I had too much fun writing this review for my profile on Goodreads. (I read it as part of my research for my PC for my graduate degree.) I just had to cross-post it here as well. Check out my review below, the cluetrain website, and the book.
Expanding on their website launched in 1999 (actually, expanding on the book published that expanded on the website), the four authors add additional commentary to their original work(s) and review how the Internet has changed business.
There are some good nuggets aboard this train.
First, you have to get past the voices. Oh, the writers are very proud of their voices. They explain how humanity hid its voices for The Corporation. They explain how the Web will free voices – has freed voices – and how if you don’t find A Voice and talk in A Voice, then your business will fail.
Perhaps they’re making up for lost time for their many years of hiding their voices. The voices must be stretched to check for their limits – the same way a 42-year-old at his college reunion tries to tailgate the same way he did as a senior.
You must also get through the tone, which can rail against business the same way a jilted lover proclaims all the failures of his or her beloved.
At times, the authors strike a tone similar to teenagers who sneaked into the office, turned on the P.A. system, and barricaded the doors – determined to have as much fun as they can squeeze into their minutes in the Sun.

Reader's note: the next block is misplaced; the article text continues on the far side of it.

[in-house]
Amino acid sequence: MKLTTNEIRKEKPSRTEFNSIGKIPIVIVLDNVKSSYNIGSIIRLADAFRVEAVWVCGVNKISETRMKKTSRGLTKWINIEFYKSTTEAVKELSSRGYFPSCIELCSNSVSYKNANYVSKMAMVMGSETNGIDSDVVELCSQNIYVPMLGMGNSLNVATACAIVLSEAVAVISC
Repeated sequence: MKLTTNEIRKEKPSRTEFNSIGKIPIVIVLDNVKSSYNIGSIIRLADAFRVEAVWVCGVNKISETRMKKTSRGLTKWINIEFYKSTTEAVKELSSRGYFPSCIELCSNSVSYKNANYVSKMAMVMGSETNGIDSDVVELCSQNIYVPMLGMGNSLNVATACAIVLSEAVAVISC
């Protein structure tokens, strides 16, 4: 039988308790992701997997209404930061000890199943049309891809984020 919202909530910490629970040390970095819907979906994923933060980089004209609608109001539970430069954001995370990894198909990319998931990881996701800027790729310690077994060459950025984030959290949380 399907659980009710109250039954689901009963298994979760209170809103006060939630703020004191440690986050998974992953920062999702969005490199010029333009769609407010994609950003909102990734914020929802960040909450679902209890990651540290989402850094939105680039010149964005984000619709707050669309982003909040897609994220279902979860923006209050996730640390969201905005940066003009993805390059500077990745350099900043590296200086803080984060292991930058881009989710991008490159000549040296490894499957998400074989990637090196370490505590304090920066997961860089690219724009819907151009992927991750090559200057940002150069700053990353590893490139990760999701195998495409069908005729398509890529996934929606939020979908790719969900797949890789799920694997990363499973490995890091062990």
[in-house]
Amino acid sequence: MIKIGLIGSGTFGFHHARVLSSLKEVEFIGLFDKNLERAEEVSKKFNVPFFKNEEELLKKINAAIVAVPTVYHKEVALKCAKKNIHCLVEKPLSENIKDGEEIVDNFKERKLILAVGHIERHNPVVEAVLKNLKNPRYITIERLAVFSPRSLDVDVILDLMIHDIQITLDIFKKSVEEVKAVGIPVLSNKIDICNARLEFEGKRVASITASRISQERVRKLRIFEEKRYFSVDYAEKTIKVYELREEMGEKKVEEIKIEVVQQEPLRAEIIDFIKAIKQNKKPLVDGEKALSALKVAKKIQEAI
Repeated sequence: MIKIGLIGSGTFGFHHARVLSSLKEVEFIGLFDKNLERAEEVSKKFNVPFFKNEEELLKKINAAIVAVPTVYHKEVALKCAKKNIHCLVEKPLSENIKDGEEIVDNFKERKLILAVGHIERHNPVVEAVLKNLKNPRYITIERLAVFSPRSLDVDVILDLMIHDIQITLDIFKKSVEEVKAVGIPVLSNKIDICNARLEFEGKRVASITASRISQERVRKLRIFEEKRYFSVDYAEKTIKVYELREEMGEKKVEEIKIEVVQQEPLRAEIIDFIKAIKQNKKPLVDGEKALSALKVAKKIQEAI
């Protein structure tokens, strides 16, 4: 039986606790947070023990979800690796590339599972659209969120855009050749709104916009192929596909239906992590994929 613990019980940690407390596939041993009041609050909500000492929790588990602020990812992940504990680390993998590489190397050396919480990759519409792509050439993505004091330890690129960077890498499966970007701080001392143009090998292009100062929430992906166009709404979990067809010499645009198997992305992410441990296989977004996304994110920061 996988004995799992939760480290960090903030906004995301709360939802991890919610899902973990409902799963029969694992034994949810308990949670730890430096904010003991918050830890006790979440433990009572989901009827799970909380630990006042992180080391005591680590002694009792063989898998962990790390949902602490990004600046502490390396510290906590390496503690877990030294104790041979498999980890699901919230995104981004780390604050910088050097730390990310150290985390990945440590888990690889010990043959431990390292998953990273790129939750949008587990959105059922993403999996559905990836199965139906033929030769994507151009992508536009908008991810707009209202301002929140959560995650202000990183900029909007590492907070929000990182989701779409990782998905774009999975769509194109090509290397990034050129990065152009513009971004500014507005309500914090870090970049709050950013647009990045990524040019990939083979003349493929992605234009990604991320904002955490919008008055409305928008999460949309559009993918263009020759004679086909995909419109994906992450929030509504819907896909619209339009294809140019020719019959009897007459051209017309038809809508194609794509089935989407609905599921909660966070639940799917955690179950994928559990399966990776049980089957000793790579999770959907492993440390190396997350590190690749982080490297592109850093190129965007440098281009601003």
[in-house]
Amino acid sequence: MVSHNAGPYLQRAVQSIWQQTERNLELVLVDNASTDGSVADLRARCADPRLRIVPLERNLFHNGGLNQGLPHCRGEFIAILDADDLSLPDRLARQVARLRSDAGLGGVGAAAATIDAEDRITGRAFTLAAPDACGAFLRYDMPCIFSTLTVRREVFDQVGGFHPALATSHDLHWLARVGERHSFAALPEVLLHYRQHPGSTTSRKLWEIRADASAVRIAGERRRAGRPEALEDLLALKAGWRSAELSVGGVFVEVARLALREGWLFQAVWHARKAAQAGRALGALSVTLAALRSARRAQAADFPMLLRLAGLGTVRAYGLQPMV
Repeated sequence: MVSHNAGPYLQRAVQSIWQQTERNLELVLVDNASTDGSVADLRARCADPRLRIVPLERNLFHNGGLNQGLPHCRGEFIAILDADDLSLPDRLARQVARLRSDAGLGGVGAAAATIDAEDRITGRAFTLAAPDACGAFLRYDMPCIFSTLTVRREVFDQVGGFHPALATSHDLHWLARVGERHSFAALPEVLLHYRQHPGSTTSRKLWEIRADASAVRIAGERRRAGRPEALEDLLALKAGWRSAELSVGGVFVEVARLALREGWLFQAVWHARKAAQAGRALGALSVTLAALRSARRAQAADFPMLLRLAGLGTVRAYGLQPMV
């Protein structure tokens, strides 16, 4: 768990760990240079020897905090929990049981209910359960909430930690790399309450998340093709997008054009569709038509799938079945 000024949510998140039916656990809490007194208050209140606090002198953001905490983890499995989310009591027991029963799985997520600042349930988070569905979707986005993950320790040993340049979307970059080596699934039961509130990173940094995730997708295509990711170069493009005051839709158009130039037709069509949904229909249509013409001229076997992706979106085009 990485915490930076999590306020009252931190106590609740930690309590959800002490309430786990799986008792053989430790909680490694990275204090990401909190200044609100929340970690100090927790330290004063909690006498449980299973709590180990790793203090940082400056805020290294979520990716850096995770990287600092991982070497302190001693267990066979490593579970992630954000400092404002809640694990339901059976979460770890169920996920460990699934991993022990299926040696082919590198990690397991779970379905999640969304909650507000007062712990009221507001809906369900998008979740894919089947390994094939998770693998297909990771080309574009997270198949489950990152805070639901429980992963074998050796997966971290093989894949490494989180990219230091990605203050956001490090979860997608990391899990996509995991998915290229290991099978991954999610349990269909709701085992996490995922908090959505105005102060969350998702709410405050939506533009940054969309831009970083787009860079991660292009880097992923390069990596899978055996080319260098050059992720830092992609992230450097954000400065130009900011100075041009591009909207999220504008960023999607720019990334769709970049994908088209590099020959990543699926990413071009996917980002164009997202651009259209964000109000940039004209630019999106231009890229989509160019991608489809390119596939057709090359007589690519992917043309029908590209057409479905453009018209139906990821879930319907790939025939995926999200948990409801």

That said, I’m convinced that markets are conversations. I’m convinced that conversations sound humans, and that ignoring those conversations means missing opportunities. I’m convinced that hyperlinks mean that networks can be as powerful as hierarchies within organizations. That smart companies can connect conversations that occur inside and outside the corporate firewall. That one of the changes wrought by the Internet and the World Wide Web is the lack of scarcity. That this abundance and this connectedness offer unique possibilities and challenges for all of the “people of Earth” – business and market.
So don’t misread my warning about voice and tone. Set those aside as you read it. This book offers four viewpoints (eight, now, with the new chapters and forward) of how to use the power of the Web to listen and to speak with your customers.